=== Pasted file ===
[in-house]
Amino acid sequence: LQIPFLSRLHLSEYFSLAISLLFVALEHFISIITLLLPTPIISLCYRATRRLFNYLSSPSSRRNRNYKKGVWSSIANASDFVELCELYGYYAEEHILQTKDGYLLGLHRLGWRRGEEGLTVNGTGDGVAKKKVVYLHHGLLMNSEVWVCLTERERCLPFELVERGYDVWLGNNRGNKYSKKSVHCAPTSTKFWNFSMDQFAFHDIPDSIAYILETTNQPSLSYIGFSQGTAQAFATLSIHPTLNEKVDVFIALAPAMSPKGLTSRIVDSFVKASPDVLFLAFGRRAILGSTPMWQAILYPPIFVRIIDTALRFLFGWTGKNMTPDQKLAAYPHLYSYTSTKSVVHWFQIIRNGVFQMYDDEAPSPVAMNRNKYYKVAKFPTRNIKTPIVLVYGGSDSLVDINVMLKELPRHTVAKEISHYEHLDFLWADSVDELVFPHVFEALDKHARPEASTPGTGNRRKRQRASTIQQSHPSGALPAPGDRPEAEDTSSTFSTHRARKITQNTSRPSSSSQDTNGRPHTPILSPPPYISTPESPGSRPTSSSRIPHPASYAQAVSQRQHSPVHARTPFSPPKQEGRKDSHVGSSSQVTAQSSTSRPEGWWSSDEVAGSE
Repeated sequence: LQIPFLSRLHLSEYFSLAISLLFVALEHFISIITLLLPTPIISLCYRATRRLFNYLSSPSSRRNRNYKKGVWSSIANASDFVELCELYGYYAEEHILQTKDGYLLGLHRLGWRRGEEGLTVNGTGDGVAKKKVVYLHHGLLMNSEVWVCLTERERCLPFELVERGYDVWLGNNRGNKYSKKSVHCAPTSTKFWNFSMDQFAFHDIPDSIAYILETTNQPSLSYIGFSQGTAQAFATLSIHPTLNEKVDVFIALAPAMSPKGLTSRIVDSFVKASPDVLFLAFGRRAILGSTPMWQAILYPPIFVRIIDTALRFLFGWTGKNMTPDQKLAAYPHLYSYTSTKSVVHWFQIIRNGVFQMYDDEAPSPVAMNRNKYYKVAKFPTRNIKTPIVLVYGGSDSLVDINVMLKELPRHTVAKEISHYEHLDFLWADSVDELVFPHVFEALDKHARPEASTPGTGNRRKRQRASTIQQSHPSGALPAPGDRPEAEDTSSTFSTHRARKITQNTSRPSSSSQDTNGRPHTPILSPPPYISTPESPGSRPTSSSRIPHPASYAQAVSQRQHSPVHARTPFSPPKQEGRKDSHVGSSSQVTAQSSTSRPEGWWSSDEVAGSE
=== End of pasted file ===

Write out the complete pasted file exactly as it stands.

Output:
[in-house]
Amino acid sequence: LQIPFLSRLHLSEYFSLAISLLFVALEHFISIITLLLPTPIISLCYRATRRLFNYLSSPSSRRNRNYKKGVWSSIANASDFVELCELYGYYAEEHILQTKDGYLLGLHRLGWRRGEEGLTVNGTGDGVAKKKVVYLHHGLLMNSEVWVCLTERERCLPFELVERGYDVWLGNNRGNKYSKKSVHCAPTSTKFWNFSMDQFAFHDIPDSIAYILETTNQPSLSYIGFSQGTAQAFATLSIHPTLNEKVDVFIALAPAMSPKGLTSRIVDSFVKASPDVLFLAFGRRAILGSTPMWQAILYPPIFVRIIDTALRFLFGWTGKNMTPDQKLAAYPHLYSYTSTKSVVHWFQIIRNGVFQMYDDEAPSPVAMNRNKYYKVAKFPTRNIKTPIVLVYGGSDSLVDINVMLKELPRHTVAKEISHYEHLDFLWADSVDELVFPHVFEALDKHARPEASTPGTGNRRKRQRASTIQQSHPSGALPAPGDRPEAEDTSSTFSTHRARKITQNTSRPSSSSQDTNGRPHTPILSPPPYISTPESPGSRPTSSSRIPHPASYAQAVSQRQHSPVHARTPFSPPKQEGRKDSHVGSSSQVTAQSSTSRPEGWWSSDEVAGSE
Repeated sequence: LQIPFLSRLHLSEYFSLAISLLFVALEHFISIITLLLPTPIISLCYRATRRLFNYLSSPSSRRNRNYKKGVWSSIANASDFVELCELYGYYAEEHILQTKDGYLLGLHRLGWRRGEEGLTVNGTGDGVAKKKVVYLHHGLLMNSEVWVCLTERERCLPFELVERGYDVWLGNNRGNKYSKKSVHCAPTSTKFWNFSMDQFAFHDIPDSIAYILETTNQPSLSYIGFSQGTAQAFATLSIHPTLNEKVDVFIALAPAMSPKGLTSRIVDSFVKASPDVLFLAFGRRAILGSTPMWQAILYPPIFVRIIDTALRFLFGWTGKNMTPDQKLAAYPHLYSYTSTKSVVHWFQIIRNGVFQMYDDEAPSPVAMNRNKYYKVAKFPTRNIKTPIVLVYGGSDSLVDINVMLKELPRHTVAKEISHYEHLDFLWADSVDELVFPHVFEALDKHARPEASTPGTGNRRKRQRASTIQQSHPSGALPAPGDRPEAEDTSSTFSTHRARKITQNTSRPSSSSQDTNGRPHTPILSPPPYISTPESPGSRPTSSSRIPHPASYAQAVSQRQHSPVHARTPFSPPKQEGRKDSHVGSSSQVTAQSSTSRPEGWWSSDEVAGSE